Lennon and McCartney both claimed the Beach Boys' seminal 1966 album Pet Sounds as a great influence going into the studio to make Sgt. Pepper. According to MacDonald, McCartney himself confessed, "the Beatles would need to surpass anything they had done to equal it" (p.172, 1994). The Beach Boys weren't the only artists from across the Atlantic the Fab Four were paying attention to; according to author and journalist Greg Kot of the Chicago Tribune, The Beatles "were always listening" and were especially influenced by several of their American peers. They were also investigating other important albums released by American groups in 1966, including 5D by The Byrds, the debut album by Los Angeles psychedelic band Love and Bob Dylan's masterpiece Blonde on Blonde (Greg Kot, personal interview by the author, 23 February 2009).

Next Page

Cover down, pray through: Bob Dylan's underrated, misunderstood "gospel years" are meticulously examined in this welcome new installment of his Bootleg series.

"How long can I listen to the lies of prejudice?
How long can I stay drunk on fear out in the wilderness?"
-- Bob Dylan, "When He Returns," 1979

Bob Dylan's career has been full of unpredictable left turns that have left fans confused, enthralled, enraged – sometimes all at once. At the 1965 Newport Folk Festival – accompanied by a pickup band featuring Mike Bloomfield and Al Kooper – he performed his first electric set, upsetting his folk base. His 1970 album Self Portrait is full of jazzy crooning and head-scratching covers. In 1978, his self-directed, four-hour film Renaldo and Clara was released, combining concert footage with surreal, often tedious dramatic scenes. Dylan seemed to thrive on testing the patience of his fans.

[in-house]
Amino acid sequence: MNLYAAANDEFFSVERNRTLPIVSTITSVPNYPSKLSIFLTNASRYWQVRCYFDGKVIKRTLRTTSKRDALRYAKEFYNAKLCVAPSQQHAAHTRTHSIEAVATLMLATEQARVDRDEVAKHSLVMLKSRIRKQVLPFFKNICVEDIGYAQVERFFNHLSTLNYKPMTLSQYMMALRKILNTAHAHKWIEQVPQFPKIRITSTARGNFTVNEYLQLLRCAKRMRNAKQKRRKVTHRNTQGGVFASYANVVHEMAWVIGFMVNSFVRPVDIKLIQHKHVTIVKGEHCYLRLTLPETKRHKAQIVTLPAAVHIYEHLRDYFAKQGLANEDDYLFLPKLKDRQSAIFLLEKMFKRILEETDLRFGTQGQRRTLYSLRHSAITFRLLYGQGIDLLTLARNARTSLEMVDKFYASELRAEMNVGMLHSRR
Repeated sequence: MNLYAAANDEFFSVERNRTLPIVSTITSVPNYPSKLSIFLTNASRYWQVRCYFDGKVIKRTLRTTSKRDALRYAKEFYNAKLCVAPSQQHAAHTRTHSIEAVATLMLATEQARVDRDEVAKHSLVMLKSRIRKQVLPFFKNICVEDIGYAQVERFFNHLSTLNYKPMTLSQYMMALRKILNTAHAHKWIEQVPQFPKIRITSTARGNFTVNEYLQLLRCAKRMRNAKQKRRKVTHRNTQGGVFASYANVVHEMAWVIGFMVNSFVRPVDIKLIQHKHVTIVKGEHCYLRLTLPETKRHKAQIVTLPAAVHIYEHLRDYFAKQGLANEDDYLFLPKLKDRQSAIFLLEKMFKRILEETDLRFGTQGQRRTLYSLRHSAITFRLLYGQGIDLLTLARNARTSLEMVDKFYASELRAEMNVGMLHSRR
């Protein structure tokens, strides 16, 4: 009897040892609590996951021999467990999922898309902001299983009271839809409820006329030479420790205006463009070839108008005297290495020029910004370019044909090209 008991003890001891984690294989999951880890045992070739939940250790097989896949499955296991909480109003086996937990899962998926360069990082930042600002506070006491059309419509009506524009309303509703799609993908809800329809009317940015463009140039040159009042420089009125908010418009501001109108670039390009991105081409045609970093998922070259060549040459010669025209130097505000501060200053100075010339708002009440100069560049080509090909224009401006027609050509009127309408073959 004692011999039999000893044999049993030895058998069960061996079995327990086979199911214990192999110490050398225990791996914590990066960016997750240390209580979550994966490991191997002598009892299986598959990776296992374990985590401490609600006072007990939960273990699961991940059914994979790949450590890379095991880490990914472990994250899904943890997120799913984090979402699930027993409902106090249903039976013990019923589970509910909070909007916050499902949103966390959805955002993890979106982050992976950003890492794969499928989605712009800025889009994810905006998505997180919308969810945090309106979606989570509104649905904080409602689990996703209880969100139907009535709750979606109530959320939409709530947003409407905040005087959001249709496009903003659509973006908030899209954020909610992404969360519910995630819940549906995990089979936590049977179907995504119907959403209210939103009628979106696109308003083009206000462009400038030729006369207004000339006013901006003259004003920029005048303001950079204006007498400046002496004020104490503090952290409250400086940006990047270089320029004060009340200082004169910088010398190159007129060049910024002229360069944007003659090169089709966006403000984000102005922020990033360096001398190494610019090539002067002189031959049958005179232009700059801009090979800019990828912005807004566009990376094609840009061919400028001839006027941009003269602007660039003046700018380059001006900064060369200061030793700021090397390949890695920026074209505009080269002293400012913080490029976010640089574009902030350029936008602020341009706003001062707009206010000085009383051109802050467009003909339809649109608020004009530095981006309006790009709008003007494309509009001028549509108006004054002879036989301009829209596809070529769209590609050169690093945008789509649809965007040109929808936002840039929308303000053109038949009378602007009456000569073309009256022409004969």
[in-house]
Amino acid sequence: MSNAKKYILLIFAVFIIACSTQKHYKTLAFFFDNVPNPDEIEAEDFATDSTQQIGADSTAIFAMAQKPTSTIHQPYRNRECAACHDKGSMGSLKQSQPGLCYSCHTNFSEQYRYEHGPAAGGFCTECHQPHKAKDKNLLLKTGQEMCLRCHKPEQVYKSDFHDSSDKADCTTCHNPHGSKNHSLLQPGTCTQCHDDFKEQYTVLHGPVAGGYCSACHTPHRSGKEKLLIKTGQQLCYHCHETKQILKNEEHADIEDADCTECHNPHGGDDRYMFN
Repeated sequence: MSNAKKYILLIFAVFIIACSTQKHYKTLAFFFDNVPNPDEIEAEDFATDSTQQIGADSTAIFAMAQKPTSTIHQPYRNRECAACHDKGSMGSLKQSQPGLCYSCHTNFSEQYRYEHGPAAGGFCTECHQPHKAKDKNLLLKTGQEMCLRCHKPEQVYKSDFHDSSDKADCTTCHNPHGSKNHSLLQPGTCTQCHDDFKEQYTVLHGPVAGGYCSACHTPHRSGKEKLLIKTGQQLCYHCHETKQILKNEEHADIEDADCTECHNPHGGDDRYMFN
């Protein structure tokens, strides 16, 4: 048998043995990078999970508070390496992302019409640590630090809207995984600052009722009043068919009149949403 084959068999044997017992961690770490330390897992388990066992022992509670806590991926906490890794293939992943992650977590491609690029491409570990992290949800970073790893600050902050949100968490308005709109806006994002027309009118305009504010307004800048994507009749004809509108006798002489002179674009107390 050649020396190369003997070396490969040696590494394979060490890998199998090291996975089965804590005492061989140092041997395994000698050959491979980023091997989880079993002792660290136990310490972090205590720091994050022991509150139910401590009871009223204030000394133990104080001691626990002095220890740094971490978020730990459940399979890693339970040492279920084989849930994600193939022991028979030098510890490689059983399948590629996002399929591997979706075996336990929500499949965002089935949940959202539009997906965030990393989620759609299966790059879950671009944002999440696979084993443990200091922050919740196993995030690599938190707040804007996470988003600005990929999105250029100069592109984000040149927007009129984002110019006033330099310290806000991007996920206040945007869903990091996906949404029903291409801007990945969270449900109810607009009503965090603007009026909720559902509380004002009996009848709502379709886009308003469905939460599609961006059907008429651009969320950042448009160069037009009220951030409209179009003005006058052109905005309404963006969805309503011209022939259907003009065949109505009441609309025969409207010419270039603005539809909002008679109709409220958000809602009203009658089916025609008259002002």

Keep reading... Show less

Inane Political Discourse, or, Alan Partridge's Parody Politics

Publicity photo of Steve Coogan courtesy of Sky Consumer Comms

That the political class now finds itself relegated to accidental Alan Partridge territory along the with rest of the twits and twats that comprise English popular culture is meaningful, to say the least.

"I evolve, I don't…revolve."
-- Alan Partridge

Alan Partridge began as a gleeful media parody in the early '90s but thanks to Brexit he has evolved into a political one. In print and online, the hopelessly awkward radio DJ from Norwich, England, is used as an emblem for incompetent leadership and code word for inane political discourse.

Keep reading... Show less